“In Zootopia, anyone can be anything.”
The modern mammal metropolis of Zootopia is a city like no other. Comprised of habitat neighborhoods like ritzy Sahara Square and frigid Tundratown, it’s a melting pot where animals from every environment live together—a place where no matter what you are, from the biggest elephant to the smallest shrew, you can be anything.
But when rookie Officer Judy Hopps (voice of Ginnifer Goodwin) arrives, she discovers that being the first bunny on a police force of big, tough animals isn’t so easy. Determined to prove herself, she jumps at the opportunity to crack a case, even if it means partnering with a fast-talking, scam-artist fox, Nick Wilde (voice of Jason Bateman), to solve the mystery.
Walt Disney Animation Studios’ “Zootopia,” a comedy-adventure directed by Byron Howard (“Tangled,” “Bolt”) and Rich Moore (“Wreck-It Ralph,” “The Simpsons”) and co-directed by Jared Bush (“Penn Zero: Part-Time Hero”)
A trip to the Walt Disney Animation Studios is always a treat, this time I visited the studio to learn more about Zootopia Character Development.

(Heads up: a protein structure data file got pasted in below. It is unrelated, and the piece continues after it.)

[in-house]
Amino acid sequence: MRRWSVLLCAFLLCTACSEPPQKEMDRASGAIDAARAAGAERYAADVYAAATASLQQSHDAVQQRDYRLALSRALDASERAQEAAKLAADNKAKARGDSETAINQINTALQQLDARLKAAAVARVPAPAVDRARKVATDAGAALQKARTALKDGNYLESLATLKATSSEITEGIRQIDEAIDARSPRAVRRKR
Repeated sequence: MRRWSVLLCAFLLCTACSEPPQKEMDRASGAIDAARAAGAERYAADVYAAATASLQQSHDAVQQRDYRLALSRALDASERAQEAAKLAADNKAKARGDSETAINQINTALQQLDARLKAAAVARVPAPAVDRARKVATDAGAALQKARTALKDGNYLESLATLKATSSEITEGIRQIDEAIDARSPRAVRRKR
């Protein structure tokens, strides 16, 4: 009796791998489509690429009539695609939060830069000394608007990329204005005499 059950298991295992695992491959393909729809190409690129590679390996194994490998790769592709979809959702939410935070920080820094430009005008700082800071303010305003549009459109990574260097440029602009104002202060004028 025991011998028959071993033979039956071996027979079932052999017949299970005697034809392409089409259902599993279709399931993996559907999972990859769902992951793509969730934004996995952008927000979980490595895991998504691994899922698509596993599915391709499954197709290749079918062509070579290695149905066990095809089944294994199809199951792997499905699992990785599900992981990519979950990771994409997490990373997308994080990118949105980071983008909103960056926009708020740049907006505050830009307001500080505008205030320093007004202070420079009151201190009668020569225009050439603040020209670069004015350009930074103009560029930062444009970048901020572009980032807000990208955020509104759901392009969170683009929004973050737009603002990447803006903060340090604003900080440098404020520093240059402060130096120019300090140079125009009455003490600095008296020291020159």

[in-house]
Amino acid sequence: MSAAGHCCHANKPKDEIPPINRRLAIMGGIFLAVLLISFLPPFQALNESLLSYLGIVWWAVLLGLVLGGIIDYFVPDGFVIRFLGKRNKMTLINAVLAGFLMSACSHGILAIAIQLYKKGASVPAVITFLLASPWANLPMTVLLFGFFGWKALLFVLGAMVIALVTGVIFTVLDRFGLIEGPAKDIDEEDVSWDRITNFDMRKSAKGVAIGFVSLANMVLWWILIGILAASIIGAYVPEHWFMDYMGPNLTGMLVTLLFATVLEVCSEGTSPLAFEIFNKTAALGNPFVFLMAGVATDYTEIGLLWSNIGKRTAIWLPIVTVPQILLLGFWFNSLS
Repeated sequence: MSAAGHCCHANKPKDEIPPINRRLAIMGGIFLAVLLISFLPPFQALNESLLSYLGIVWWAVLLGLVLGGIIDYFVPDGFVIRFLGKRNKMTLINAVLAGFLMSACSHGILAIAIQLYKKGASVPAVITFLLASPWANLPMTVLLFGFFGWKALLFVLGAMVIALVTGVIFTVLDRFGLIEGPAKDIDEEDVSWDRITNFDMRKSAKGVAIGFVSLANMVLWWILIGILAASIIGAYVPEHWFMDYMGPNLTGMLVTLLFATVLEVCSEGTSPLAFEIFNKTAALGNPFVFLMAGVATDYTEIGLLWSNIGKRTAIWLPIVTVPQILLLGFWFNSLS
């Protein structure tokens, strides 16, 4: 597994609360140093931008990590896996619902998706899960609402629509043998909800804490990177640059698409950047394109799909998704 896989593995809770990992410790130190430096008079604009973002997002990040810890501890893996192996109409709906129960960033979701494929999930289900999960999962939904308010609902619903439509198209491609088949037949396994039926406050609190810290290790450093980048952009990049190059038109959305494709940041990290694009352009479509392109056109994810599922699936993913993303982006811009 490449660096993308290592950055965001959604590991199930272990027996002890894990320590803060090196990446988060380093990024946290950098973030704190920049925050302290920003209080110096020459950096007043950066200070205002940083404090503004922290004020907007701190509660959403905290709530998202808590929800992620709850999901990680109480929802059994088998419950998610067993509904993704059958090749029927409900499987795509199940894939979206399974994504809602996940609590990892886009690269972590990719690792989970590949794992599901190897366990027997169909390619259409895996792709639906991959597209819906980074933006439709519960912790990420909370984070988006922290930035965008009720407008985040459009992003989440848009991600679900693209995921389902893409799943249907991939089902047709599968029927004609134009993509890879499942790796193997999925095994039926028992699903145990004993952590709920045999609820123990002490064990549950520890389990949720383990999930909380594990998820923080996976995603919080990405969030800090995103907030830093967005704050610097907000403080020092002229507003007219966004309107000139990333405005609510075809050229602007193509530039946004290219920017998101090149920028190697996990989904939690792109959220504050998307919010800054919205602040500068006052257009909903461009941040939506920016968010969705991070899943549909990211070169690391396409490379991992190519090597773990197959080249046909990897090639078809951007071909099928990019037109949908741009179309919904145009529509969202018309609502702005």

I am always in amazement of the lengths the Walt Disney animators will go to in order to make their movie feel as real as possible.
This time, their assignment was to make a buddy movie with animals who walked upright. And this movie features not just a few cute animals but over 50 different species of animals. Can you imagine trying to figure out how all of these animals move in a pair of pants!!! That was the job for these animators, they were on a mission to figure out how to make these animals look natural dressed head-to-toe in a variety of outfits. Some animals are even dressed in 3-piece suits.
During my time at Walt Disney Animation we chatted about the process the animators when through when developing many of the characters.
For example, no two animals really can wear a pair of pants the same. The way pants fit on a cheetah are clearly different than they way they fit an elephant. Duh!
Through the process of the movie development the characters change and evolve over time. They need to have the right look in order to fit into their environment.
As you can see, Nick Wilde started out looking the the typical sly fox type of character, but in the end he now has shorter ears and seems less “sly”, but we all know he is still a sly fox.
The final part of the presentation was a drawing lesson. While at one time in my life I attended Art School, those true talents didn’t shine through during this 15 minute lesson.
Here is the professional animators drawing.
Here is my crazy looking mushroom head drawing of Officer Judy Hopps.